For Parents Getting to college/Olympics

GymDadWA

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So many people are commenting on the OP asking about her daughter's chance at the Olympics or college gymnastics. I think that allowing our child to dream of those things is part of "enjoying the ride. Even parents looking for factual information about the possibilities of those things, I think, can still be part of "enjoying the ride". I beleive in balance in all aspects of this. If we get extreme on the mindset of "don't think about the Olympics or college level" it can be just as damaging as the extreme of pushing for those things.

Just hold onto those dreams loosely and be prepared to support your child no matter what route they end up taking!
I don't think many parents here argue against enjoying the ride, but what many parents and coaches here have seen or experienced are parents trying to drive the ride particularly after it seems to be going off the rails they double down and try to force it back on the tracks. That's when you'll see 10 year old children in the gym 30+ hours a week, or doing 10 hours of private lessons a week, or flying their child all over the country in the summer to attend camps, or switching gyms every year, or allowing coaches like Geddert to have free reign to do what they want. Nothing wrong with putting a little extra into gymnastics, many of us have paid for a private lesson or camp or two, but be honest with yourself and child while being supportive.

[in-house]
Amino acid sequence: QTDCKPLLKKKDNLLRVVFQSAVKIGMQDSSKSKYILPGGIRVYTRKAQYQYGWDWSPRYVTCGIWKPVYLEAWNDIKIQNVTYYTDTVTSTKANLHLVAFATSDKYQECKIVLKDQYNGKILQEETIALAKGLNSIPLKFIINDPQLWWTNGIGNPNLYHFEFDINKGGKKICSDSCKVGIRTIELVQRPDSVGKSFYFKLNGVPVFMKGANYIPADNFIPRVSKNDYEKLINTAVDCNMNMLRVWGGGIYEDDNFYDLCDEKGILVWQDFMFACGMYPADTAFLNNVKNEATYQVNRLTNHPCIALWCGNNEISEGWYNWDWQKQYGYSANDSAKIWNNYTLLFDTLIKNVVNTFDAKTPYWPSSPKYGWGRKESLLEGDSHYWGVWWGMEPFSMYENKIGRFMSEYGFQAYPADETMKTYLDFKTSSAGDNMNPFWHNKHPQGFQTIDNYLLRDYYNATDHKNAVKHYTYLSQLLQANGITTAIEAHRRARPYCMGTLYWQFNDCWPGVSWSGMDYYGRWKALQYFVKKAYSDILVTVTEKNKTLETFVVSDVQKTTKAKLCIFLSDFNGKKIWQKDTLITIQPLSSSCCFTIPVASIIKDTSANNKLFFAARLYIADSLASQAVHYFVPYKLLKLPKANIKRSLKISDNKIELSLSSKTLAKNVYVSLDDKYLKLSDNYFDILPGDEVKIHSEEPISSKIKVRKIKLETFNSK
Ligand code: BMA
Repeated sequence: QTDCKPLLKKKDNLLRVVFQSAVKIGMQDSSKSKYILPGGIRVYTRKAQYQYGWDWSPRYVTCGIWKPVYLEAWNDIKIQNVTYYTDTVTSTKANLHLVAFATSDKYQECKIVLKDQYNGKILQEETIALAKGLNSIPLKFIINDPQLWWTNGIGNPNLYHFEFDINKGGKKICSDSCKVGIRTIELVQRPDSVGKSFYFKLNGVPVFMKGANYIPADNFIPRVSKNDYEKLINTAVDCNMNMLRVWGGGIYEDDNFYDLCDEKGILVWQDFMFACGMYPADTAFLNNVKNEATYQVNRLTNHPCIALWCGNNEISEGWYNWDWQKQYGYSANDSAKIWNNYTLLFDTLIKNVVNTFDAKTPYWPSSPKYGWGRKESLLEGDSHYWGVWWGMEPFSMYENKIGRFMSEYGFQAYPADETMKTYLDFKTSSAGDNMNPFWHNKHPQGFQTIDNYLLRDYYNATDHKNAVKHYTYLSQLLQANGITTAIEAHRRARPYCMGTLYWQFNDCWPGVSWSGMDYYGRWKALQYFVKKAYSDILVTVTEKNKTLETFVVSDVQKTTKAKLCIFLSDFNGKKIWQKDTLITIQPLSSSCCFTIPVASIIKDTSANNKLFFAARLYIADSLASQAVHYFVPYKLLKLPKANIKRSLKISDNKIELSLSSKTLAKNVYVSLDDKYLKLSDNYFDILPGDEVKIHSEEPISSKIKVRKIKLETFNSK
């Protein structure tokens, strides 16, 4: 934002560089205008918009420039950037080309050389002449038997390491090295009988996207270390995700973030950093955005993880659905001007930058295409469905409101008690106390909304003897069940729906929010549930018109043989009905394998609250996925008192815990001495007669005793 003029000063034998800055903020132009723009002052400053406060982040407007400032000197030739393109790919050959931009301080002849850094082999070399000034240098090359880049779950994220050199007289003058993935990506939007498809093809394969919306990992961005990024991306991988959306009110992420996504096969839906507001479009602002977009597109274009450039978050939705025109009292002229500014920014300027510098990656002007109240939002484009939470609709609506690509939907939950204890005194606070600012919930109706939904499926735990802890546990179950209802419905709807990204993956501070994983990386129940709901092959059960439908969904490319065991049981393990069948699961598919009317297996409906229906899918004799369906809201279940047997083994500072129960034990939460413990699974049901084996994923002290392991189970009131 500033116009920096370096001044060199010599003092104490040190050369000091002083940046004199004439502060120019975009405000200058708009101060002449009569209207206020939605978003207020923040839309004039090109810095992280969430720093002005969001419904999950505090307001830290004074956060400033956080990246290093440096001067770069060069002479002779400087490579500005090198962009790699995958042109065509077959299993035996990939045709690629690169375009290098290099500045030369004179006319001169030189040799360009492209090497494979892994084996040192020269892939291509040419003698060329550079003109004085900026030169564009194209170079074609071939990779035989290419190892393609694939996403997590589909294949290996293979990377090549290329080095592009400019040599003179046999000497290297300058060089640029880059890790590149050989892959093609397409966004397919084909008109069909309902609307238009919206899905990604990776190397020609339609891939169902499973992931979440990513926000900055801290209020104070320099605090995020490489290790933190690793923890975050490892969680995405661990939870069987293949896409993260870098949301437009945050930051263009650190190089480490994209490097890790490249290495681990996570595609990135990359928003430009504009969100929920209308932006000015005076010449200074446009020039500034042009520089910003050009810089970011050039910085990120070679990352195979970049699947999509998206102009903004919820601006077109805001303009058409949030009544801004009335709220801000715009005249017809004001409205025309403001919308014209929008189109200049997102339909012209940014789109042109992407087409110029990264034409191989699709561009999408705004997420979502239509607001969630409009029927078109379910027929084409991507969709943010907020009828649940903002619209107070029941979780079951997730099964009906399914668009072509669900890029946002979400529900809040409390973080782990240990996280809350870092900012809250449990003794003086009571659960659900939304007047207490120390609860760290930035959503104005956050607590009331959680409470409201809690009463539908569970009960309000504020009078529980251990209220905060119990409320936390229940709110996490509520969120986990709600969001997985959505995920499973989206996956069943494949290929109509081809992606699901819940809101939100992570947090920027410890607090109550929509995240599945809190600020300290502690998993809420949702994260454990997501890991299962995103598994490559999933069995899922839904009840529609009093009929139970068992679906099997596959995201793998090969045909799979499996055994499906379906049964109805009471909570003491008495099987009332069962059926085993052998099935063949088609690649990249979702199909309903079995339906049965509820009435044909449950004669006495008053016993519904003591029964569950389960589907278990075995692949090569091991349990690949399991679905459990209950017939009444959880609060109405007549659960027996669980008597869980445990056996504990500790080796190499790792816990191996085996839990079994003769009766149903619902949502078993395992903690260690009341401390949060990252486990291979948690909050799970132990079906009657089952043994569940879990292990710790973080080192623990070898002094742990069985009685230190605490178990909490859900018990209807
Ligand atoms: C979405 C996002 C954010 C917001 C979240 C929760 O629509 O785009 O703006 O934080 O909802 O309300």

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skygirlpc

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I don't think many parents here argue against enjoying the ride, but what many parents and coaches here have seen or experienced are parents trying to drive the ride particularly after it seems to be going off the rails they double down and try to force it back on the tracks. That's when you'll see 10 year old children in the gym 30+ hours a week, or doing 10 hours of private lessons a week, or flying their child all over the country in the summer to attend camps, or switching gyms every year, or allowing coaches like Geddert to have free reign to do what they want. Nothing wrong with putting a little extra into gymnastics, many of us have paid for a private lesson or camp or two, but be honest with yourself and child while being supportive.